Ever since my husband and I started talking about marriage, there are elders around me saying, “You must be mentally prepared, it’s NOT easy, being the daughter-in-law of a farming family, you will rise with the sun, you must have strong shoulders, and strong arms too, you must be a jack of all trades.”
At the moment, I, who’d been an office worker for a long time, other than feeling that strong sense of panic coming on, I can only be led by the blind. Not knowing, that after I’d married into a farming family, did I start understanding what “farming” and being “farmers” are all about.
My in-laws followed the scheduling of the sun, their sweat drenched the land, even though, they’re NOT adept with words, but, their darkened face showed of their white teeth when they smiled, they’re straightforward and passionate, without a calculating mind. When I was pregnant, they’d accompanied me silently, after a twelve-hour work day, they’d still bring home a specialty chicken soup for me. Toward themselves, they lived simply, but, they’re very kind and generous toward their neighbors, and would have their neighbors’ hands full with their planted foods, to know, that they’d done well, entertaining their guests, because agricultural products is how they’d showed their appreciations toward the guests who visited them.
There is a HUGE piece of land that they have, and, hiring some hands can surely lessen the strains, but, it couldn’t match up to the elder’s expectations of how things are done, and, even though, this workload is too heavy for elderly over the age of sixty, but, NOBODY could talk some sense into them.
After I’d married into an agricultural family, that, was when I got hands-on experiences in an entirely different field, did I realize, the hardships of the farmers. No matter the produce, and no matter the seasons, they’d done everything step-by-step, planned the schedules carefully, and this happens nonstop yearly. And sometimes, because of a huge rain, a typhoon, the temperatures dropped too much, then, ALL of their hard work had gone. The second harvest last year is exactly like so, all the grapes, because of the low temperatures, they can only sell them cheap, or make them into wine. And, they’d both said plainly, “We’re dependent on the weathers to make a living!”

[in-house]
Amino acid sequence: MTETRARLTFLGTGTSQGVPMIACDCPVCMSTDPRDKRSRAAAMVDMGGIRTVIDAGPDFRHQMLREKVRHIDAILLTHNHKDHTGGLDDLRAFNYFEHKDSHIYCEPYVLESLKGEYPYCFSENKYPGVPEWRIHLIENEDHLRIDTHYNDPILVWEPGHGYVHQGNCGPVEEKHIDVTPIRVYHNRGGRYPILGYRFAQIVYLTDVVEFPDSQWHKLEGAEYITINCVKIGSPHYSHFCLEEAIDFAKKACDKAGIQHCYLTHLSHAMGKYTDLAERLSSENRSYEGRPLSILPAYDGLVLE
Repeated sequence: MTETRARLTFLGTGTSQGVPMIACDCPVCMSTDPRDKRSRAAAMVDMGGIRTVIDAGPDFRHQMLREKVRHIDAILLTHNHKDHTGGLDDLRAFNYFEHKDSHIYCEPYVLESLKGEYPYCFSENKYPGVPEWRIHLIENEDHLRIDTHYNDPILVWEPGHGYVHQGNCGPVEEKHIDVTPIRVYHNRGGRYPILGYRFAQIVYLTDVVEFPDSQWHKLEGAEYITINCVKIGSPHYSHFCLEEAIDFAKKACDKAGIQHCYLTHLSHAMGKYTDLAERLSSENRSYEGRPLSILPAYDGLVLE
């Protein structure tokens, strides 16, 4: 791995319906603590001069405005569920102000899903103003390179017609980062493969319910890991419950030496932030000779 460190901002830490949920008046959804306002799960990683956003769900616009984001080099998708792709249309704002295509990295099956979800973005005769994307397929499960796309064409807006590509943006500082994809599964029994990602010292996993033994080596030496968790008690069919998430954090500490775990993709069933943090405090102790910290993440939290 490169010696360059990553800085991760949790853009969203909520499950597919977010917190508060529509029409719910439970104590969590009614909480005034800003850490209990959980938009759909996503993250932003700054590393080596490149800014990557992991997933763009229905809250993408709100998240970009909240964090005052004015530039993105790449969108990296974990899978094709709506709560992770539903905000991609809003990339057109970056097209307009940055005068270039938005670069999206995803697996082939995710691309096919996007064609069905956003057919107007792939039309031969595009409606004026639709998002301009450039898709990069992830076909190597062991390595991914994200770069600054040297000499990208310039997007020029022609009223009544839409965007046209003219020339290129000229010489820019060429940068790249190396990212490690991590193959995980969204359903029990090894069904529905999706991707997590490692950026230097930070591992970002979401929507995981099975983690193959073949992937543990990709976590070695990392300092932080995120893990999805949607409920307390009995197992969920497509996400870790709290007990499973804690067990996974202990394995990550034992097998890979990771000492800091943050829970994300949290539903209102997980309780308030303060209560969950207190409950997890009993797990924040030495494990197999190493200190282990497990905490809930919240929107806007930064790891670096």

Growing and selling on their own, they’re NOT adept in business, and there would be picky customers who called to complain, and they can only smile and apologize: what’s weird, was that those picky customers are their steady clientele. My father-in-law scratched his head and said, “Someone who picked at the products are the true buyers.” Seeing how my in-laws took care of their crops like they would their grandchildren, I’d finally understood this kind of heart and persistence of the farmers, and, I’d felt a bit more respect toward them, glad, that my children can grow up under their influence.
And for me, someone who’s married to a family of farmers, who couldn’t do anything to help out, I hope, that my father-in-law’s crops can find fitting customers, and, the customers are eating their healthy products, while my in-laws are planting, working happily in their fruit plantation, keep reproducing the best of the produce products.
And so, from this daughter-in-law’s observations, she’d realized the heart that goes into her in-law’s planting their food, and, she’d gained a LOT more respect for them too.